BREAKING: Maryland House of Delegates votes to repeal death penalty, sending bill to Governor to sign into law
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McDonald’s Corp has been sued by a woman who said her two-year-old son ate a used condom he found in the play area of one of its restaurants in Chicago.
Anishi Spencer filed the complaint against the fast-food restaurant chain on Wednesday in Cook County Circuit Court on behalf of herself and her sons, Jonathan Hines and Jacquel Hines.
According to the complaint, Spencer and her sons were at a McDonald’s restaurant in Chicago’s South Side on February 4, 2012 when Jacquel picked up the used condom from the floor, and shortly thereafter coughed up a piece of it.
Both boys required medical care, and have suffered lasting injuries, pain and discomfort, the complaint said.
Major tobacco companies must take out advertisements saying they deliberately deceived the U.S. public about the danger and addictiveness of cigarettes, a federal judge ruled on Tuesday.
The ruling in U.S. District Court for the District of Columbia attempts to finalize the wording of the advertisements that the judge first ordered in 2006 after finding the companies violated federal racketeering law.
Tobacco companies fought a public admission of deception, calling it a violation of their free speech rights.
Legal weed in states sets up fight with feds — Decoder
Colorado and Washington this week voted to decriminalize recreational marijuana but the drug is still illegal under federal law, raising chances of a showdown between states’ rights and the Department of Justice.
Twitter is appealing a judge’s decision requiring the social media company to turn over an Occupy Wall Street protester’s tweets and account information to Manhattan prosecutors.
In June, Criminal Court Judge Matthew Sciarrino ruled that releasing Malcolm Harris’s tweets would not violate his privacy, since he had posted them on a public website.
Harris, a Brooklyn-based writer, was arrested with hundreds of other Occupy members during a mass march across the Brooklyn Bridge last fall.
The case has focused attention on a number of murky legal questions surrounding the use of social media, including whether users own the content they post publicly and whether companies like Twitter can prevent authorities from using that information to prosecute social media users.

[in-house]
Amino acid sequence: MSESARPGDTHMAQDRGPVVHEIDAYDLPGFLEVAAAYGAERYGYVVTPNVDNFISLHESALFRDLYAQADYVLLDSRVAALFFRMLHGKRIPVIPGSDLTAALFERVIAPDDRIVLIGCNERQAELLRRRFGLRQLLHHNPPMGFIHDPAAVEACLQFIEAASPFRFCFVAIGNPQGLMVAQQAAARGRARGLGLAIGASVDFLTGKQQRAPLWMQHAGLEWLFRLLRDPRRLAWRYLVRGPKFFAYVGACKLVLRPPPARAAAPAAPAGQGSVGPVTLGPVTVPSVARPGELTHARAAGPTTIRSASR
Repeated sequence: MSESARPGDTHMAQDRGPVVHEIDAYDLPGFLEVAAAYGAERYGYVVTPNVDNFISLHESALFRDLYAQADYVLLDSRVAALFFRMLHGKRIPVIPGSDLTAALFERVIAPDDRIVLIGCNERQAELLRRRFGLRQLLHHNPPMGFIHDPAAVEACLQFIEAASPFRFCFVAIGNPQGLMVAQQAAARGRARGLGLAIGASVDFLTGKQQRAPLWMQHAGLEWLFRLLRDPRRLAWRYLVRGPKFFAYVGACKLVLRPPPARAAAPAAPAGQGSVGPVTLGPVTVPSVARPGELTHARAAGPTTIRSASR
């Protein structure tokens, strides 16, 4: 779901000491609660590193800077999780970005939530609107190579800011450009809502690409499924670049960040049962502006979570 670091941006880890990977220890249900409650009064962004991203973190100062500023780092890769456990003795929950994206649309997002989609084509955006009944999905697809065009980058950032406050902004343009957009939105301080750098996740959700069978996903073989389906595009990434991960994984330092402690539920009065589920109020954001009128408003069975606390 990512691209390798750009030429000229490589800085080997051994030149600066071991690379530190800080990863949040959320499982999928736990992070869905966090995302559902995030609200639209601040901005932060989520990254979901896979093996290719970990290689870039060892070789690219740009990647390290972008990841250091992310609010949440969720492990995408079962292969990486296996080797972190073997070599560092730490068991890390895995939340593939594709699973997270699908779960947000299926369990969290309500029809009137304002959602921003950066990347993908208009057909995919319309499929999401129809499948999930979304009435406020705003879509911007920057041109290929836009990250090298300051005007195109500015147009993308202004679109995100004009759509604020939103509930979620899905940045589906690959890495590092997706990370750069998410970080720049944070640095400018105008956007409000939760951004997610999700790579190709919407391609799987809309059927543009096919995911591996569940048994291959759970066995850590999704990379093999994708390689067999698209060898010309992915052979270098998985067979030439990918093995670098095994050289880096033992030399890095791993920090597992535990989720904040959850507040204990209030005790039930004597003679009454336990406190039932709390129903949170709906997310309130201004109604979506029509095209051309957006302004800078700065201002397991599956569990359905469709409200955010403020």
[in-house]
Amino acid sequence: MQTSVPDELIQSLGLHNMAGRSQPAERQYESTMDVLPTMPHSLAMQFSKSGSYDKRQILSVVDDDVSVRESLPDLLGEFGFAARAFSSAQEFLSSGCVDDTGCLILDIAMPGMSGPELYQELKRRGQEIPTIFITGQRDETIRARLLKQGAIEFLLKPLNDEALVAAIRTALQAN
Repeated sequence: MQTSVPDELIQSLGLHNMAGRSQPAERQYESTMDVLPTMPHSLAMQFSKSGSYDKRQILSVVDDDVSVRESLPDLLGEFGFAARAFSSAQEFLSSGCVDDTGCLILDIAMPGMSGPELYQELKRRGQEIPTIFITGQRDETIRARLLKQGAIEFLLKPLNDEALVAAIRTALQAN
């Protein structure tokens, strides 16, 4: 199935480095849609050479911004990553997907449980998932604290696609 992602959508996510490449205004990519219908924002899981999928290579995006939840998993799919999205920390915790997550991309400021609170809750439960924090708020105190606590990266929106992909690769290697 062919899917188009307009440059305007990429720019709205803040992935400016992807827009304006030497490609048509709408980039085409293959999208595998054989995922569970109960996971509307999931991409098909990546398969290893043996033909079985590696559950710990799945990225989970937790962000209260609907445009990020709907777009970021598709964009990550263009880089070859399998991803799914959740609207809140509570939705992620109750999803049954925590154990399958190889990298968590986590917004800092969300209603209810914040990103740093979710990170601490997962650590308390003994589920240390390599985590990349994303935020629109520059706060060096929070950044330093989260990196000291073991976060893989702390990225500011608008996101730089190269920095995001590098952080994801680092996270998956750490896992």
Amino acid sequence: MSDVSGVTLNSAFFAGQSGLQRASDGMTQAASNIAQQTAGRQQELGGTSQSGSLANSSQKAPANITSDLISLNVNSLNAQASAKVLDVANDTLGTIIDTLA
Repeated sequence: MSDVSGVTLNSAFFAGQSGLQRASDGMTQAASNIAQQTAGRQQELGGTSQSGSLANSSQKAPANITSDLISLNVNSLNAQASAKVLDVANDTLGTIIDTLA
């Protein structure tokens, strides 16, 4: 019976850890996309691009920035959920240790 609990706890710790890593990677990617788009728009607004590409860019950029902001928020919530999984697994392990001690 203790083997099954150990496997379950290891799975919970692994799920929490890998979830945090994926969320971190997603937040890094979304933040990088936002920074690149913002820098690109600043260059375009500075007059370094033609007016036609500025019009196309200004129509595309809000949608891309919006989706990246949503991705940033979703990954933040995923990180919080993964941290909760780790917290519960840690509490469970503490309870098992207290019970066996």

Representative Edward Markey released data on Monday from the largest mobile phone companies in the United States showing more than 1.3 million requests by law enforcement agencies for cell phone records in 2011.
Verizon Wireless, the No. 1 U.S. carrier, reported an annual 15 percent spike in requests, and No. 4 carrier T-Mobile USA said it has seen a 12 percent to 16 percent increase each year.
“We cannot allow privacy protections to be swept aside with the sweeping nature of these information requests, especially for innocent consumers,” said Markey, a senior member of the House Energy and Commerce Committee. “Law enforcement agencies are looking for a needle, but what are they doing with the haystack?”
Apparently, you can blame it on the weatherman.
Tourism officials on Belgium’s coast are so upset about a long-term forecast for a rainy summer that they are considering legal steps against the weather service.
The officials say a report by private weather bureau Meteo Belgique, which was published in tabloid newspaper Het Laatste Nieuws and predicted only five days above 25 Celsius in July and bad weather in the first half of August, was bad for business.
Up to 40,000 Norwegians staged an emotionally-charged sing-along in Oslo on Thursday near the court house where Anders Behring Breivik is on trial for the murder of 77 people in a protest organizers said showed he had not broken their tolerant society.
“It’s we who win,” said guitar-strumming folk singer Lillebjoern Nilsen as he led the mass sing-along and watched the crowd sway gently in the rain. Many held roses above their heads, and some wept.
The protest followed several days of defiant testimony from Breivik who has admitted he killed his victims in a blood soaked attack on Norway’s multicultural society, but denied criminal guilt, saying he did so in self-defense.
READ MORE: Thousands protest at trial of Anders Breivik
WikiLeaks founder Julian Assange arrives at the Supreme Court in London February 1, 2012.
Assange was detained in Britain in December 2010 on a European arrest warrant issued by a Swedish prosecutor after two female former WikiLeaks volunteers accused him of sexual assault. [REUTERS/Stefan Wermuth]